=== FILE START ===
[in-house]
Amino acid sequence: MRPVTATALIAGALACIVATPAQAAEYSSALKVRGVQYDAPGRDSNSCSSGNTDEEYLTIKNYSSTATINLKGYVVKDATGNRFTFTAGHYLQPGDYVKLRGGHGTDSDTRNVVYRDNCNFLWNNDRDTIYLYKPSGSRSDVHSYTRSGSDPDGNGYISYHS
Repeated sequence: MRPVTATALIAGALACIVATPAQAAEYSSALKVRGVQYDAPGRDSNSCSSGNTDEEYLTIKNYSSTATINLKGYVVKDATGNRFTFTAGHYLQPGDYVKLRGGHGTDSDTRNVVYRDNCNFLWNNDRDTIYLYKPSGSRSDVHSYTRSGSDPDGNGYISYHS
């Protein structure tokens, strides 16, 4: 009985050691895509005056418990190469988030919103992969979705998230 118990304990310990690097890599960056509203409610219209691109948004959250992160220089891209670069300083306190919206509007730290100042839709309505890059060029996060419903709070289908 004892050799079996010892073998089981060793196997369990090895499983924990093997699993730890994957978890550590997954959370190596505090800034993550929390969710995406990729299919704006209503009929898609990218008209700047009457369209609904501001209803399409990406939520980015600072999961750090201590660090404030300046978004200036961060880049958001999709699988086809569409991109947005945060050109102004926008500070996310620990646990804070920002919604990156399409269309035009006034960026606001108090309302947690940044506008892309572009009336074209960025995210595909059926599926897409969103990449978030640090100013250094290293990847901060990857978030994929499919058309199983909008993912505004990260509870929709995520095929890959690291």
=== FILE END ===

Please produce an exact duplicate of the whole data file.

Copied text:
[in-house]
Amino acid sequence: MRPVTATALIAGALACIVATPAQAAEYSSALKVRGVQYDAPGRDSNSCSSGNTDEEYLTIKNYSSTATINLKGYVVKDATGNRFTFTAGHYLQPGDYVKLRGGHGTDSDTRNVVYRDNCNFLWNNDRDTIYLYKPSGSRSDVHSYTRSGSDPDGNGYISYHS
Repeated sequence: MRPVTATALIAGALACIVATPAQAAEYSSALKVRGVQYDAPGRDSNSCSSGNTDEEYLTIKNYSSTATINLKGYVVKDATGNRFTFTAGHYLQPGDYVKLRGGHGTDSDTRNVVYRDNCNFLWNNDRDTIYLYKPSGSRSDVHSYTRSGSDPDGNGYISYHS
């Protein structure tokens, strides 16, 4: 009985050691895509005056418990190469988030919103992969979705998230 118990304990310990690097890599960056509203409610219209691109948004959250992160220089891209670069300083306190919206509007730290100042839709309505890059060029996060419903709070289908 004892050799079996010892073998089981060793196997369990090895499983924990093997699993730890994957978890550590997954959370190596505090800034993550929390969710995406990729299919704006209503009929898609990218008209700047009457369209609904501001209803399409990406939520980015600072999961750090201590660090404030300046978004200036961060880049958001999709699988086809569409991109947005945060050109102004926008500070996310620990646990804070920002919604990156399409269309035009006034960026606001108090309302947690940044506008892309572009009336074209960025995210595909059926599926897409969103990449978030640090100013250094290293990847901060990857978030994929499919058309199983909008993912505004990260509870929709995520095929890959690291």